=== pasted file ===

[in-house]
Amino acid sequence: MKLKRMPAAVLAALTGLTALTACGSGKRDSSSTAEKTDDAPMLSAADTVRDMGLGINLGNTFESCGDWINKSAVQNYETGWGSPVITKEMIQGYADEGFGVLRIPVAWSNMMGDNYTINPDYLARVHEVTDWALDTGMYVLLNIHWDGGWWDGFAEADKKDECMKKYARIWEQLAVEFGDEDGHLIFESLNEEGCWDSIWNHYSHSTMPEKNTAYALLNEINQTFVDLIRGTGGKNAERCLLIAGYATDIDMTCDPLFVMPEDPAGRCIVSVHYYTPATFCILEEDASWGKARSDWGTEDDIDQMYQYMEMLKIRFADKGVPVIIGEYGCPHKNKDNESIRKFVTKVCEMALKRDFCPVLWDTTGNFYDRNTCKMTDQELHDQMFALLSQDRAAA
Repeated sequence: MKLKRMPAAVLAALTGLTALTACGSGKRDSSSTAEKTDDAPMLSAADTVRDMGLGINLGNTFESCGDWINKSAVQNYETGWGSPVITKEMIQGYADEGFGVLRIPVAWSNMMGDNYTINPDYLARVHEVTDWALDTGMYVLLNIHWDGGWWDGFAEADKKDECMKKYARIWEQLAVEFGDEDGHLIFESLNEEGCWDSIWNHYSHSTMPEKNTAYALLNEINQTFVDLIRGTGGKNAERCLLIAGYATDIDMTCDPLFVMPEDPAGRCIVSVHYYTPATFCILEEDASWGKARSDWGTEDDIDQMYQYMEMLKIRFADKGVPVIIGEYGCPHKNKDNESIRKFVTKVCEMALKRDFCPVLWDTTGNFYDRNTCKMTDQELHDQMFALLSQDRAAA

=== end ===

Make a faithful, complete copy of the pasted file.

[in-house]
Amino acid sequence: MKLKRMPAAVLAALTGLTALTACGSGKRDSSSTAEKTDDAPMLSAADTVRDMGLGINLGNTFESCGDWINKSAVQNYETGWGSPVITKEMIQGYADEGFGVLRIPVAWSNMMGDNYTINPDYLARVHEVTDWALDTGMYVLLNIHWDGGWWDGFAEADKKDECMKKYARIWEQLAVEFGDEDGHLIFESLNEEGCWDSIWNHYSHSTMPEKNTAYALLNEINQTFVDLIRGTGGKNAERCLLIAGYATDIDMTCDPLFVMPEDPAGRCIVSVHYYTPATFCILEEDASWGKARSDWGTEDDIDQMYQYMEMLKIRFADKGVPVIIGEYGCPHKNKDNESIRKFVTKVCEMALKRDFCPVLWDTTGNFYDRNTCKMTDQELHDQMFALLSQDRAAA
Repeated sequence: MKLKRMPAAVLAALTGLTALTACGSGKRDSSSTAEKTDDAPMLSAADTVRDMGLGINLGNTFESCGDWINKSAVQNYETGWGSPVITKEMIQGYADEGFGVLRIPVAWSNMMGDNYTINPDYLARVHEVTDWALDTGMYVLLNIHWDGGWWDGFAEADKKDECMKKYARIWEQLAVEFGDEDGHLIFESLNEEGCWDSIWNHYSHSTMPEKNTAYALLNEINQTFVDLIRGTGGKNAERCLLIAGYATDIDMTCDPLFVMPEDPAGRCIVSVHYYTPATFCILEEDASWGKARSDWGTEDDIDQMYQYMEMLKIRFADKGVPVIIGEYGCPHKNKDNESIRKFVTKVCEMALKRDFCPVLWDTTGNFYDRNTCKMTDQELHDQMFALLSQDRAAA